Three Minute Squiz with… Sonia Henry
Sonia Henry is a doctor who dabbles in writing in her spare time – though it’s not exactly dabbling once your debut novel is published… In 2017, Sonia wrote an article about the extraordinary pressures placed on trainee doctors. It went viral, and the conversations it started inspired her novel Going Under. We’re pretty stoked she starts her day with The Squiz.
How and where do you Squiz?
Generally on the train to and from work. It showcases some really interesting stuff and it’s fantastic I’m getting my book featured in something I browse all the time!
You wrote an anonymous opinion piece on the suicide rate of young doctors that was shared over 22,000 times. It’s safe to say it struck a chord within the medical profession. Were you expecting that response?
In a word, no. It really threw me. I think in the end it appealed to people because of its blunt honesty, which can be relatively rare in a profession like medicine. I think the response, support and interest it received was a sign that it was probably time for honesty on that level, and I appreciated the support more than I can say.
What’s one change you hope to see from the conversations around the pressures facing young doctors?
Like I always say, I’m not a politician or a policymaker, and ultimately that’s where deep and meaningful changes occur in a profession, but on a personal level the fact these conversations are even happening and I can continue to amplify them with my book is certainly a positive thing. For a member of the general public to look at a doctor through a different lens and instead of thinking ‘why is my doctor always late’, to rather consider the reasons like time pressures, work shortages, and fatigue due to diabolical working hours – even on a small scale that’s a good thing. I would also really like bullying to become a thing of the past in medicine. Kindness is so so so important. I guess that’s the short answer. The one change I think I’d like to see would be carte blanche kindness be adopted throughout hospitals and clinics around the country. We’re really good at clinical medicine but for some reason, we aren’t that great at kindness, towards ourselves or each other.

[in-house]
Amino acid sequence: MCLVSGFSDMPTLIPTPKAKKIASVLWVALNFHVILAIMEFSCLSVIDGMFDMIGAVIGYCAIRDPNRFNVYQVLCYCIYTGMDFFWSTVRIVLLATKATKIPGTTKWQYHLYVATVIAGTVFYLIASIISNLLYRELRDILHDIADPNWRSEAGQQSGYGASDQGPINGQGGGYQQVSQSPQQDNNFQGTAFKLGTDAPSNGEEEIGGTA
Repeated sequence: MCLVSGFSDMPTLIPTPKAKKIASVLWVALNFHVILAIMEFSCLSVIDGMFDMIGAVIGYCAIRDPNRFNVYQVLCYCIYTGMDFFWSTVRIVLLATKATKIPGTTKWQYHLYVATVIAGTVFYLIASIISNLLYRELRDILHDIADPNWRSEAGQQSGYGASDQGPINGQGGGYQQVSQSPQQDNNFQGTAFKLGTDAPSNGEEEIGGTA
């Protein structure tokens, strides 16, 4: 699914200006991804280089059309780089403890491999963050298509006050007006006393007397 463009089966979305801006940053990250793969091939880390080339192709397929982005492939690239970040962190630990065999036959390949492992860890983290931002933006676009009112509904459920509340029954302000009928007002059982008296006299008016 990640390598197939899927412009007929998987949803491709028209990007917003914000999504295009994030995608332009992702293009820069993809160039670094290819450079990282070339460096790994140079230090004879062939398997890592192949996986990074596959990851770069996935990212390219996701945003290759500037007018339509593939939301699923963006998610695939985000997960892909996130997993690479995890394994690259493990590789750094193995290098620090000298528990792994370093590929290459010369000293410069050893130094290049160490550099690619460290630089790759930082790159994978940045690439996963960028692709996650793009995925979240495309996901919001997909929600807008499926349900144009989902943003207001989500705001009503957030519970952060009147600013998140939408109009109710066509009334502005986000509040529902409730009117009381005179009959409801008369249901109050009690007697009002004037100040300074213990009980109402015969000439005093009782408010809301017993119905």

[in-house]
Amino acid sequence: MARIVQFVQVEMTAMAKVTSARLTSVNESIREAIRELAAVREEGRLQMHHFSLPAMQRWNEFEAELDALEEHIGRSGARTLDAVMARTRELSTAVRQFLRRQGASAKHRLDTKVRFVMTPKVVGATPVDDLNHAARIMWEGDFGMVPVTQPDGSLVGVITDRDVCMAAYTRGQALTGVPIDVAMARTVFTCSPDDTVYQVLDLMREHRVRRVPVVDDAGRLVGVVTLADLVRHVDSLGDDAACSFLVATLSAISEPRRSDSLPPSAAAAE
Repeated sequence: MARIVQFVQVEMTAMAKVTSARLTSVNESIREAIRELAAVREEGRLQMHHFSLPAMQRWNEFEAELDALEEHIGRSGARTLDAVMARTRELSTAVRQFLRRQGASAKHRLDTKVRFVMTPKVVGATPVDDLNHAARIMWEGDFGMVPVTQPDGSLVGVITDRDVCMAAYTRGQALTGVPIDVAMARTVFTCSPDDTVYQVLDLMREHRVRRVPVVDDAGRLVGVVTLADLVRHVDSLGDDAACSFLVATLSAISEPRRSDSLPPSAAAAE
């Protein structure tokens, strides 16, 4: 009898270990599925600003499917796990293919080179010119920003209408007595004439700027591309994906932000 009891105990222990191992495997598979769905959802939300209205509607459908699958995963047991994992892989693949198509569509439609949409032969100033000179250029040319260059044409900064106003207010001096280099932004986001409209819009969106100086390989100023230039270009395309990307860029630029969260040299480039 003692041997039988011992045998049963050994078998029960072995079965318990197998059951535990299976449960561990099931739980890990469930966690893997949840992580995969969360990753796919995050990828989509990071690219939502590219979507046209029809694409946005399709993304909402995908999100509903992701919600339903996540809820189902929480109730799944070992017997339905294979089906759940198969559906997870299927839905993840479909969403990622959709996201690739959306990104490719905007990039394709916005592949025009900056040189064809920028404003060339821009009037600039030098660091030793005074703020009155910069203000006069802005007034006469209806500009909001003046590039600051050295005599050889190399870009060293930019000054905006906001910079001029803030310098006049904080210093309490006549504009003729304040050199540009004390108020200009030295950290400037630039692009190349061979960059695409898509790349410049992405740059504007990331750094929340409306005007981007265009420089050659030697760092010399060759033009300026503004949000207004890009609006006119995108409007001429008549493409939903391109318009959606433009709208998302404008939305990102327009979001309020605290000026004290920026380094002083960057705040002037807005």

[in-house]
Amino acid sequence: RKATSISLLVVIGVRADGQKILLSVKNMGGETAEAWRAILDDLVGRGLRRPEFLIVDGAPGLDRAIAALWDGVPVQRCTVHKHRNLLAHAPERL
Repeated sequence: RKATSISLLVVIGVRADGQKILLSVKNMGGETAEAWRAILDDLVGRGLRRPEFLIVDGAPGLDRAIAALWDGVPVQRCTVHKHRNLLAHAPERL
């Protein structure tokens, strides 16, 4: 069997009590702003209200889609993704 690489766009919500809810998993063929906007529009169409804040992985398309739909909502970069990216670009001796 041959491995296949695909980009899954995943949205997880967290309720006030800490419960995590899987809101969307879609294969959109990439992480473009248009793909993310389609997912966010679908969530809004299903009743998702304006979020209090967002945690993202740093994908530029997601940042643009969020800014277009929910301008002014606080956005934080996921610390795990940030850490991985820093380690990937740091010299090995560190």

How much is your main character Kitty Holliday based on your own experiences?
I think there’s a bit of Kitty in me for sure, maybe in a lot of doctors! (I guess not everyone may drink as much cheap white wine!) Certainly, I see Kitty as part of me, sort of like a younger sister. I am very fond of her. It was great fun to appropriate experiences I was having into the vehicle of Kitty as a character. I felt so strongly for her in parts when she’s lurching from one crisis to the next, which was a weird feeling as she is loosely based on myself. Some friends who are doctors message me now and say things like ‘I’ve got a night off, I’m tapping into my inner Kitty Holliday tonight!’ and that makes me laugh so much.
You’re a keen traveller, what’s your ideal holiday?
This is a hard question as there are so many fantastic places in this crazy world that I love and would love to visit! I probably would have to say skiing in Switzerland, crossing the border into Italy is a favourite. I adore Italy. The Italians in many ways really know how to live. Italy is so full of history and passion and beautiful wine and food and people. I sometimes dream of going full Under the Tuscan Sun and running away to a little Italian village somewhere and being a fulltime writer, but I don’t have nearly enough money to do that!